New Jersey law limits the amount that a creditor can garnish (take) from your wages for repayment of debts. The New Jersey wage execution laws (also called wage garnishments or attachments) are even stricter than federal wage garnishment laws. For the most part, creditors with judgments can take only 10-25% of your wages. However, for a few types of debts, creditors can take more.
Read on to learn about wage garnishment law in New Jersey.
A wage garnishment or wage attachment is an order from a court or a government agency that is sent to your employer. It requires your employer to withhold a certain amount of money from your paycheck and then send this money directly to your creditor.
Different garnishment rules apply to different types of debt -- and there are legal limits on how much of your paycheck can be garnished.
To learn more about how wage garnishments work, how to object to a wage garnishment, and more, see our Wage Garnishments & Attachments topic.
Most creditors cannot get a wage garnishment order until they have first obtained a court judgment stating that you owe the creditor money. For example, if you are behind on credit card payments or owe a doctor's bill, those creditors cannot garnish your wages (unless they sue you and get a judgment).
However, there are a few exceptions to this rule. Your wages can be garnished without a court judgment for:
There are limits to how much money can be garnished from your paycheck. The idea is that you should have enough left to pay for living expenses.
Federal law places limits on wage garnishment amounts. The states are free to impose stricter limits, and under certain circumstances, New Jersey has done so. That means the both federal and state law dictate how much can be garnished in New Jersey. Here are the rules.
Under federal law, your creditor can garnish:
If the amount based on the New Jersey law is less than the amount permitted under federal law, your creditor may only take the lesser amount. Below are the rules under New Jersey law:
"Disposable earnings" are those wages left after your employer has made deductions required by law.
You can find the current federal poverty levels, by family size, on the Department of Health and Human Services website at http://aspe.hhs.gov/poverty/12poverty.shtml.
Example. The 2012 poverty level for a household of two is $15,130. 250% of that amount is $37,825. You are married and earn $400 per week in gross wages (before taxes), and take home $300 per week after taxes are deducted. Your gross wages are $20,800 per year; thus, you earn less than 250% of the poverty level and under New Jersey law, your creditor can only take up to 10% of your gross income, or $40. Under federal law, your creditor can take up to 25% of your disposable earnings, or $75. Your creditor can take the lesser amount, or $40 per week, to repay your debt.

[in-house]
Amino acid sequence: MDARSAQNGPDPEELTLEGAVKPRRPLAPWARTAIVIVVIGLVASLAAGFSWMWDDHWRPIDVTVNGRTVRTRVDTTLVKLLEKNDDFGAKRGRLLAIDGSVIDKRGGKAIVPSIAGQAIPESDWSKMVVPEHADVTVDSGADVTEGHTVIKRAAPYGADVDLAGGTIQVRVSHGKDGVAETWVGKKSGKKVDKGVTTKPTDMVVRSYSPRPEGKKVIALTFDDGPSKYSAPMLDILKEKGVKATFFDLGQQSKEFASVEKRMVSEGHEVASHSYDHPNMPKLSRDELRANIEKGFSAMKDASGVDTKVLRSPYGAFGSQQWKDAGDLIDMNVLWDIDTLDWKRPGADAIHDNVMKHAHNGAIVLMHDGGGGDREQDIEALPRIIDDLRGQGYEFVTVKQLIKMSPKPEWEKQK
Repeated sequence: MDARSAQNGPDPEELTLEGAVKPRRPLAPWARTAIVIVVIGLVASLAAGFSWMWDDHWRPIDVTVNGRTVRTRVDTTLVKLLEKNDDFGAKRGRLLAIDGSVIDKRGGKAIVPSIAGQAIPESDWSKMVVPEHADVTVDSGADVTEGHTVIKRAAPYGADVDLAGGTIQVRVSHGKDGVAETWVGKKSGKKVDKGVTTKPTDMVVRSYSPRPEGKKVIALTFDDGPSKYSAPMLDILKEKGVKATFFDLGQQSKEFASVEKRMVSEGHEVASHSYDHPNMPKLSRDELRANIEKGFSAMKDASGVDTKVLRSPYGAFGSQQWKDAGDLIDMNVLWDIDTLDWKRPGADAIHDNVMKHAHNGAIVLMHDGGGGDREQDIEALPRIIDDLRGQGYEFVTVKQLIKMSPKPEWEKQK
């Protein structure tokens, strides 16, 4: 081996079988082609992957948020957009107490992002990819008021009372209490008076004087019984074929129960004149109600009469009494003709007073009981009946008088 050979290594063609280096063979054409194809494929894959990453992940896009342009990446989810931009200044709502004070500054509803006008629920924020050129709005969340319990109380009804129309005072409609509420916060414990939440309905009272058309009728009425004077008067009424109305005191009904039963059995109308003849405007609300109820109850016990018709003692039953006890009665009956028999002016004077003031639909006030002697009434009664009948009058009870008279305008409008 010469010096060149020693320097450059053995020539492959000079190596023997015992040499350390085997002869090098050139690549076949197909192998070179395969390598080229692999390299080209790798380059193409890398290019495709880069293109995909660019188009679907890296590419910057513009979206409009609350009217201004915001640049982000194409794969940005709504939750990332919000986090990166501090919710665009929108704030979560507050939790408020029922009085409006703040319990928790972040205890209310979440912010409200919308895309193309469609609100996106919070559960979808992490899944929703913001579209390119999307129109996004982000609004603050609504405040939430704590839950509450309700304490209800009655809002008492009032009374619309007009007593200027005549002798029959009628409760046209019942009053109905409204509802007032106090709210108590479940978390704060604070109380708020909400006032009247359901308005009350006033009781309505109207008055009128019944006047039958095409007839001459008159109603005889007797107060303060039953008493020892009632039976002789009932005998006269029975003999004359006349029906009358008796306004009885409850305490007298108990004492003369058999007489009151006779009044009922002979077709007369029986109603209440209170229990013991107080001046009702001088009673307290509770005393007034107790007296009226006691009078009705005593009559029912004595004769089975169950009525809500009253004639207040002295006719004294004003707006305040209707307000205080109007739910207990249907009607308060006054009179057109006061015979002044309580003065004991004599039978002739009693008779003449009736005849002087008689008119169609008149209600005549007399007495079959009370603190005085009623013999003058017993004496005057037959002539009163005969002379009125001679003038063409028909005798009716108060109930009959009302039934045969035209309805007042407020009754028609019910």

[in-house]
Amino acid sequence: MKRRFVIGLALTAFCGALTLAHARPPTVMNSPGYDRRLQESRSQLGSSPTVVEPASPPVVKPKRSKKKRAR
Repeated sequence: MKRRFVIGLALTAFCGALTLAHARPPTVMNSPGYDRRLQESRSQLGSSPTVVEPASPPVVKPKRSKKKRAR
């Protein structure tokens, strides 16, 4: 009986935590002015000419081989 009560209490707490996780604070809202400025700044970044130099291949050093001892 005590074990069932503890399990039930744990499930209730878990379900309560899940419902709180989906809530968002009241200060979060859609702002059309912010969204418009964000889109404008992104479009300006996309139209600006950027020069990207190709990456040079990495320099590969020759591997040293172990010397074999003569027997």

Military pay and benefits are 100% exempt from garnishment in New Jersey.
If you owe child support, student loans, or taxes, the government or creditor can garnish your wages without getting a court judgment. The amount that can be garnished is different too.
Since 1988, all court orders for child support include an automatic income withholding order. The other parent can also get a wage garnishment order from the court if you get behind in child support payments. (To learn about income withholding orders and other ways child support can be collected, see Child Support Enforcement Obligations.)
Federal law limits what can be taken from your paycheck for this type of wage garnishment. Up to 50% of your disposable earnings may be garnished to pay child support if you are currently supporting a spouse or a child who isn't the subject of the order. If you aren't supporting a spouse or child, up to 60% of your earnings may be taken. An additional five percent may be garnished for support payments over 12 weeks in arrears. (Learn more aboutwage garnishment for child support arrears.)
If you are in default on a federal student loan, the U.S. Department of Education or any entity collecting for this agency can garnish your wages without first getting a court judgment – this is called an administrative garnishment. The most that the Department of Education can garnish is 15% of your disposable income, but not more than 30 times the minimum wage. To learn more, see the articles in Student Loan Debt.
The federal government can garnish your wages if you owe back taxes, even without a court judgment. The amount it can garnish depends on how many dependents you have and your deduction rate.
States and local governments may also be able to garnish your wages to collect unpaid state and local taxes. Contact your state labor department to find out more.
If you have more than one garnishment, the total amount that can be garnished is limited to 10-25%, depending upon whether you earn more than the federal poverty level. For example, if you earn more than the federal poverty level and the federal government is garnishing 15% of your income to repay defaulted student loans and your employer receives a second wage garnishment order, the employer can only take another 10% of your income to send to the second creditor.
Complying with wage garnishment orders can be a hassle for your employer; some might be inclined to terminate your employment rather than comply with the order. State and federal law provides some protection for you in this situation.
In New Jersey, your employer cannot fire you because you received a wage garnishment order.
To find more information about wage garnishment limits in New Jersey, including the procedures that employers must follow in carrying out wage garnishment orders, check out the website of the New Jersey State Legislature atwww.njleg.state.nj.us and click on "statutes."